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Still Thankful After All These Years c/w The Turkey Pardoner's Tale

Thomas Nast - Uncle Sam's Thanksgiving - 1869

Last year for Thanksgiving, I posted (with lyrics) the original 1970 Christmas-single* recording of Fairport Convention's "Now Be Thankful."  Here's another:

This is a reworking by the current version of the band for their 2002 collection XXXV.  (The album title refers to the band's then-thirty-five year history.)  This new turn is a bit more overstuffed, a bit more self-consciously stately than the 1970 rendition, but it is still a lovely, lovely song.  I am curious to know which of the cowriters (Dave Swarbrick or Richard Thompson) was principally responsible for the lyric, especially in the chorus, which achieves a deceptive simplicity reminiscent of Blake.

[Illustration, from Harper's Weekly, November 20, 1869, via the Thomas Nast Portfolio, at Ohio State University.]


Turkey Pardon 2005 - the President with 'Marshmallow'

With the song last year, I also posted a photo from the annual Turkey Pardon at the White House.  Here is a snap from this year's ceremony.  (White House Photo by David Bohrer; others available here.  Photos of various prior Presidents, going back to Harry S. Truman, with our National Bird may be examined here.)

In the past, the pardoned foul have left the White House to take up residence at a Virginia animal farm named -- to the turkeys' dismay, I'm sure -- Frying Pan Park.  This year, however, the turkeys will instead be winging their way to southern California, where they will take up residence at Disneyland.  The zealots at PETA are claiming responsibility for the change of plans; Disney spokespersons give a somewhat differing version.  The Los Angeles Times reports:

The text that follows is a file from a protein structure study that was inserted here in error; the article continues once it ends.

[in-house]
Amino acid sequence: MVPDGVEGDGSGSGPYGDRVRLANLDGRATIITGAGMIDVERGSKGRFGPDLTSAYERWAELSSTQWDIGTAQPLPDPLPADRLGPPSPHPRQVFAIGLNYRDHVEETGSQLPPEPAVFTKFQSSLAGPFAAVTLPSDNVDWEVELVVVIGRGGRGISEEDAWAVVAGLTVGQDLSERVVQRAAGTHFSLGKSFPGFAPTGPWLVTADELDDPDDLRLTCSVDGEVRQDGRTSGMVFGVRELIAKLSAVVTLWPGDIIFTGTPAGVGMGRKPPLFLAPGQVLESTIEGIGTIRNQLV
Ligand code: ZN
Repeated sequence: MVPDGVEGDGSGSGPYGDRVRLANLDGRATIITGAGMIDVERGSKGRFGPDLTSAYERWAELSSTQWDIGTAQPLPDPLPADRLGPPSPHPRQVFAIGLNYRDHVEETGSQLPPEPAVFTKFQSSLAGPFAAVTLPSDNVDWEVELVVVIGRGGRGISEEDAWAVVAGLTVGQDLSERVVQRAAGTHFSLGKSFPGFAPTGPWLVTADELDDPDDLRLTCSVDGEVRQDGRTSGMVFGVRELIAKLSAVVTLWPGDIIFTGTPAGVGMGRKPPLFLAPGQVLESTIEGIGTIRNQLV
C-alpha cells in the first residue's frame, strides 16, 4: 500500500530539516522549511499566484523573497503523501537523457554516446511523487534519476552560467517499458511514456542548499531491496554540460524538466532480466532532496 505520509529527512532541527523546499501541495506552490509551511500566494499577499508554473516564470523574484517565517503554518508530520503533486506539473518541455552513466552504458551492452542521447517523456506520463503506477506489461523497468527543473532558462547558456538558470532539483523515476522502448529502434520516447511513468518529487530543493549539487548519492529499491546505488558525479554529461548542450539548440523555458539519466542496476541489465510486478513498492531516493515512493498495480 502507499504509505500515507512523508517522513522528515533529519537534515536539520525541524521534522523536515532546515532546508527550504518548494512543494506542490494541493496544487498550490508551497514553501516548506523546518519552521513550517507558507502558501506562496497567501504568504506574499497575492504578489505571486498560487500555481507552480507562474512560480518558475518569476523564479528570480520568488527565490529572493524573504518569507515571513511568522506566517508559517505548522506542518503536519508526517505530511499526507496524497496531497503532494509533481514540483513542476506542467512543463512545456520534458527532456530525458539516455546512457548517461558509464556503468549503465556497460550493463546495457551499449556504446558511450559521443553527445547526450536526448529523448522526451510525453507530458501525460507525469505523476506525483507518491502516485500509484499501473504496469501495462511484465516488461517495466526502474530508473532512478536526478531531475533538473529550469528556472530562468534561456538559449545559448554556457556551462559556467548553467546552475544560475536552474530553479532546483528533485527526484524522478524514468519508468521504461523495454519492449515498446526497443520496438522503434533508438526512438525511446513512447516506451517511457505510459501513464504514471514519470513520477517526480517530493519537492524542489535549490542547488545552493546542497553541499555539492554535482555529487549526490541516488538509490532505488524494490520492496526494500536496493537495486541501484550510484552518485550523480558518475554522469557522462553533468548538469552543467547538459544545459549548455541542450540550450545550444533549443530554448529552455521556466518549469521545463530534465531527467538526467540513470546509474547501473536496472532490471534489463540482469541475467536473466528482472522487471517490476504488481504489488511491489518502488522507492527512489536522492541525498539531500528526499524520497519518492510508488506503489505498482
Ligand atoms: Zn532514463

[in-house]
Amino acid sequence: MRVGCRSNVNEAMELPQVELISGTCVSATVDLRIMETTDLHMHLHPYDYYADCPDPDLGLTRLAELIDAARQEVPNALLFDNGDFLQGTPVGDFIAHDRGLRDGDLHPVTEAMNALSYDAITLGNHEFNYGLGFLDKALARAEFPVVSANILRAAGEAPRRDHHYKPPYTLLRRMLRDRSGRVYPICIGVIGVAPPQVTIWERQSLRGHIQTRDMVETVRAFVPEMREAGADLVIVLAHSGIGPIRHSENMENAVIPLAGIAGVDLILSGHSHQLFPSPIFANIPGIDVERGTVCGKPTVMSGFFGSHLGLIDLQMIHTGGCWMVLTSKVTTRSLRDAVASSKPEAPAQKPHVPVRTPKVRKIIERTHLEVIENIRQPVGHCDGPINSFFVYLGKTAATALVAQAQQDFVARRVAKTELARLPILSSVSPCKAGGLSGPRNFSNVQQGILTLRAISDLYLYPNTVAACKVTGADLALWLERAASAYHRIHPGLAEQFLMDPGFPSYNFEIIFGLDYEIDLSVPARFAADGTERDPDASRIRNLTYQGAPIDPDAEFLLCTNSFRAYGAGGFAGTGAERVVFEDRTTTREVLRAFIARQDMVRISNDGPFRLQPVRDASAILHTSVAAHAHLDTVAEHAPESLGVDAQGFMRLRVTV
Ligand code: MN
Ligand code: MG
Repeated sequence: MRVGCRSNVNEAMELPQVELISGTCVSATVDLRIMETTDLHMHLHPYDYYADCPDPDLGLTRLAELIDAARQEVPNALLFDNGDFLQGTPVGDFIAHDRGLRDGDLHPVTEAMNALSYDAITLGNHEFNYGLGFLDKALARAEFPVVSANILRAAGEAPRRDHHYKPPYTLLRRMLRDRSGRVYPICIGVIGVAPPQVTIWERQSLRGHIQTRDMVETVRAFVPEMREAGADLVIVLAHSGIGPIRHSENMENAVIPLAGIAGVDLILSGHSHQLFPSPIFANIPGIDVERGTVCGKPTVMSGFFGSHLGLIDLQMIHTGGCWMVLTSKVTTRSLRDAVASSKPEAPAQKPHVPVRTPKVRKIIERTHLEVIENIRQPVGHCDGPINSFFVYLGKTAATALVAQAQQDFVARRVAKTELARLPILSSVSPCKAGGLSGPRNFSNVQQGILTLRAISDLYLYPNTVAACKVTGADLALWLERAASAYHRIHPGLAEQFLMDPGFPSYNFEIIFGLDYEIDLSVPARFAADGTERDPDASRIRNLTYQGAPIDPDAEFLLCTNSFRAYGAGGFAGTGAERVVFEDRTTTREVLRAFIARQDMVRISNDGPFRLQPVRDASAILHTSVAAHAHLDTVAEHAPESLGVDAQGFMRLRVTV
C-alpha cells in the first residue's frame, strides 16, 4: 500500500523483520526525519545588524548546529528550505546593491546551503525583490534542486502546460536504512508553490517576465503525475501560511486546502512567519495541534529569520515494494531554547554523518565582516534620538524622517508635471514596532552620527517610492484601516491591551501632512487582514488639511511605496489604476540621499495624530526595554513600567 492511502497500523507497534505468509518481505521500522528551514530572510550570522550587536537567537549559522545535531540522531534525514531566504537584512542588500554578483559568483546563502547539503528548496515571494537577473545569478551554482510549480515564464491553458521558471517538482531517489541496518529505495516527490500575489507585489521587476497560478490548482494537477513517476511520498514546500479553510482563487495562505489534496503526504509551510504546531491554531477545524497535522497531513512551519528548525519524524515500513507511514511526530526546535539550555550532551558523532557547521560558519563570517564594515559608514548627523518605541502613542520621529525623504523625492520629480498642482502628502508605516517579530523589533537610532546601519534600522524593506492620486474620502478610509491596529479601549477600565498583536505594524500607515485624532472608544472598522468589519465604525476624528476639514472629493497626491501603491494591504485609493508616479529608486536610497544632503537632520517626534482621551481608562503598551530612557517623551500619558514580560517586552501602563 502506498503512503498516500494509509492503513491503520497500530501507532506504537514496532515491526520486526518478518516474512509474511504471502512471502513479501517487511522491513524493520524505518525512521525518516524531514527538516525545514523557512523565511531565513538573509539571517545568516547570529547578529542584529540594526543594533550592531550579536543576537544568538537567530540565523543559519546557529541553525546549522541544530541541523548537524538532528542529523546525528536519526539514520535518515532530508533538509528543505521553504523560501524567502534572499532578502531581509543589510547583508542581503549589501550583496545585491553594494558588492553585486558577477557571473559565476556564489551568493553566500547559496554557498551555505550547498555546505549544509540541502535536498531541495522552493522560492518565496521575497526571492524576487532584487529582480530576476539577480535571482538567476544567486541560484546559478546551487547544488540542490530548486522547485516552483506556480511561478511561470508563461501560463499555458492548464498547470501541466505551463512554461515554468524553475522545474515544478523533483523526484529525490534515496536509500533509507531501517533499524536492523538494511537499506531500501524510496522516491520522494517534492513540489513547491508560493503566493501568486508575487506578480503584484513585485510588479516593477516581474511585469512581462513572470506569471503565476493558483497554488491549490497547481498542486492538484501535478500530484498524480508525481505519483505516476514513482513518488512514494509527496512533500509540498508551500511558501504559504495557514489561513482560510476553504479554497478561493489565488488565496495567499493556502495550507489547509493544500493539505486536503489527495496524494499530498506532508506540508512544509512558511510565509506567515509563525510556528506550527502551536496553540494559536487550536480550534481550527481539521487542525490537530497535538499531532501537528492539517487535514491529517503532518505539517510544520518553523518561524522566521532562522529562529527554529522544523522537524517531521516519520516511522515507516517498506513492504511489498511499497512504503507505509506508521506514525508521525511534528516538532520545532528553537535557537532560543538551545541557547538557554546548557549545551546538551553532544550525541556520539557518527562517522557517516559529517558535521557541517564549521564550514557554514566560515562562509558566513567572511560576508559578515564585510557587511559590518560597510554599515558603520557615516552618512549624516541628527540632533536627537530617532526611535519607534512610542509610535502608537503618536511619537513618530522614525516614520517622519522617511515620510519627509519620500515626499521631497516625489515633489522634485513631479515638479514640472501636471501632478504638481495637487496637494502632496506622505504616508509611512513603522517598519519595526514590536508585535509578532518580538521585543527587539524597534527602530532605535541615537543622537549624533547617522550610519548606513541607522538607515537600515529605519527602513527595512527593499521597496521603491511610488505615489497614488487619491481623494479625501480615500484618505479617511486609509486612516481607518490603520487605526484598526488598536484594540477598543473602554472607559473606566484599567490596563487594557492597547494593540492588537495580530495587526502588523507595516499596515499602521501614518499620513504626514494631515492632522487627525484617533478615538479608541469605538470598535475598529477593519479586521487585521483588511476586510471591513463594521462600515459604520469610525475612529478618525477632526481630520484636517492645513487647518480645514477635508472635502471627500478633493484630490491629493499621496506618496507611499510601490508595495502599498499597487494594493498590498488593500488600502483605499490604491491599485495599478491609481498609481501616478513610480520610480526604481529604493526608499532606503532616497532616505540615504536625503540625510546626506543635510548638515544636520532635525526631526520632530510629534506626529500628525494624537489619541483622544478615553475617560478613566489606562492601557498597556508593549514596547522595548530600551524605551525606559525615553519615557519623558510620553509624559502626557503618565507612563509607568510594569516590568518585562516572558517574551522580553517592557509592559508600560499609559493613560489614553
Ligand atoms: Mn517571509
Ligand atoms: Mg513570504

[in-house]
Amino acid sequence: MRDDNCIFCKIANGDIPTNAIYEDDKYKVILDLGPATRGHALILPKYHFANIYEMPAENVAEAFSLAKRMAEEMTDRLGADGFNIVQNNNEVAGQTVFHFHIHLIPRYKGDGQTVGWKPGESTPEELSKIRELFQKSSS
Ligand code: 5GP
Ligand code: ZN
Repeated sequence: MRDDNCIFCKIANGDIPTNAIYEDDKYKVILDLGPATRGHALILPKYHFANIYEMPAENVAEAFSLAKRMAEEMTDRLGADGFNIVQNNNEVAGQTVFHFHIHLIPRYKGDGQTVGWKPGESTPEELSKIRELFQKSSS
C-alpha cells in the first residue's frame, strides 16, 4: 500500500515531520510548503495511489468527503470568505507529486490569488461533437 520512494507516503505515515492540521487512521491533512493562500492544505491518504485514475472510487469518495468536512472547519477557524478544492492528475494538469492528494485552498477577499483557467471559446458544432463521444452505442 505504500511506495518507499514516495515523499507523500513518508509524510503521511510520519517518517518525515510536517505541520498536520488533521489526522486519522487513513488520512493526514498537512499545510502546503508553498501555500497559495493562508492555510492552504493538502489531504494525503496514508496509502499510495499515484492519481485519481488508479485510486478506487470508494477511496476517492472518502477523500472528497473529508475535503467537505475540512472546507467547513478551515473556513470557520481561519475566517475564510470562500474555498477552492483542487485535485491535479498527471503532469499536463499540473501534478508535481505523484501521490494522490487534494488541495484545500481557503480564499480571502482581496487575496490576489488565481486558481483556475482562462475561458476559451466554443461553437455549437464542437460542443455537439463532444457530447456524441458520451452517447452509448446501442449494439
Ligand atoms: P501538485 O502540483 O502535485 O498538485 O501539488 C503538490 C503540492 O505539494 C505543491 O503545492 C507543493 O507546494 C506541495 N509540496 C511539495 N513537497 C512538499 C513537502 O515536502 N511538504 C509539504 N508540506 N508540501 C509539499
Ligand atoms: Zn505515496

With a contentious Congress in recess, some might speculate that the turkeys are benefiting from the benevolence of a capital in seasonal good cheer.  But the travel plans may have more to do with a letter-writing campaign sponsored by People for the Ethical Treatment for Animals, along with some reports in the media, decrying the fate that befell the pardoned birds in the past.  'We sent a letter to President Bush early last week, as we have for the last five years in a row, asking him to send the birds to a better environment than Frying Pan Park, where they shiver in a 10-by-10 shed with no mental or physical stimulation and tend to die within six months,' said Bruce Friedrich, director of vegan campaigns for PETA.  'Really, the pardon for the last 15 years has been more like a death sentence.'

The park, an animal sanctuary in Herndon, Va., that re-creates a 1930s farm for visiting schoolchildren, denies that it has mistreated the turkeys, which it considers honored guests.

'The claims of poor or inhumane treatment were a little painful for our staff, because they take pride in the care of the animals,' said spokeswoman Judy Pedersen.  'Many of these turkeys are bred for the table.  They don't tend to have a long retirement.'

For its part, Disney said that it scored the presidential turkey with a request to the National Turkey Federation, a Washington-based advocacy group that has provided a Thanksgiving bird to the commander-in-chief since 1947.

But this being Washington, conspiracy theories have popped up about the real motive behind the destination change.  With the White House referring all questions to the federation and the federation not returning calls, PETA is sure the president wants to fend off any more negative publicity.  'He's dodging Turkeygate,' Friedrich said.

The President's remarks on the occasion of the 2005 Turkey Pardon (full text available here) included this: